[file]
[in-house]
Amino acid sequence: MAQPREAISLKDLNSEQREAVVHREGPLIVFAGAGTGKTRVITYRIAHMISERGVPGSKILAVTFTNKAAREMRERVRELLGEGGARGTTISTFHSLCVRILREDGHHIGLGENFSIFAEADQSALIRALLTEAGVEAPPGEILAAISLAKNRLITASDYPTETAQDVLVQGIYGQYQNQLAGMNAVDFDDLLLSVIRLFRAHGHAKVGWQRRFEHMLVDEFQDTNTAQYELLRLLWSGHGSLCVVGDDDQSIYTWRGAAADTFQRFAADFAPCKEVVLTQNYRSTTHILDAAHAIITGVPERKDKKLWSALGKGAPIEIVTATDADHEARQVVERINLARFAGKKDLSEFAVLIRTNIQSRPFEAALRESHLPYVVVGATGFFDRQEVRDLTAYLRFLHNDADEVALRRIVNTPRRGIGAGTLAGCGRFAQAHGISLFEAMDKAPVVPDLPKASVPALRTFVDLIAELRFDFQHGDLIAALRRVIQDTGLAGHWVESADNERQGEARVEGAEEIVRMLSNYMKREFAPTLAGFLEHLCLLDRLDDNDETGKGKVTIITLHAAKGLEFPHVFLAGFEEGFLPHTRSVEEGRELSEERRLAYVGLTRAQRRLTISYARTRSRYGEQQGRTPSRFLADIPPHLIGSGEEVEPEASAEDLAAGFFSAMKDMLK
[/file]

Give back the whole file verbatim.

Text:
[in-house]
Amino acid sequence: MAQPREAISLKDLNSEQREAVVHREGPLIVFAGAGTGKTRVITYRIAHMISERGVPGSKILAVTFTNKAAREMRERVRELLGEGGARGTTISTFHSLCVRILREDGHHIGLGENFSIFAEADQSALIRALLTEAGVEAPPGEILAAISLAKNRLITASDYPTETAQDVLVQGIYGQYQNQLAGMNAVDFDDLLLSVIRLFRAHGHAKVGWQRRFEHMLVDEFQDTNTAQYELLRLLWSGHGSLCVVGDDDQSIYTWRGAAADTFQRFAADFAPCKEVVLTQNYRSTTHILDAAHAIITGVPERKDKKLWSALGKGAPIEIVTATDADHEARQVVERINLARFAGKKDLSEFAVLIRTNIQSRPFEAALRESHLPYVVVGATGFFDRQEVRDLTAYLRFLHNDADEVALRRIVNTPRRGIGAGTLAGCGRFAQAHGISLFEAMDKAPVVPDLPKASVPALRTFVDLIAELRFDFQHGDLIAALRRVIQDTGLAGHWVESADNERQGEARVEGAEEIVRMLSNYMKREFAPTLAGFLEHLCLLDRLDDNDETGKGKVTIITLHAAKGLEFPHVFLAGFEEGFLPHTRSVEEGRELSEERRLAYVGLTRAQRRLTISYARTRSRYGEQQGRTPSRFLADIPPHLIGSGEEVEPEASAEDLAAGFFSAMKDMLK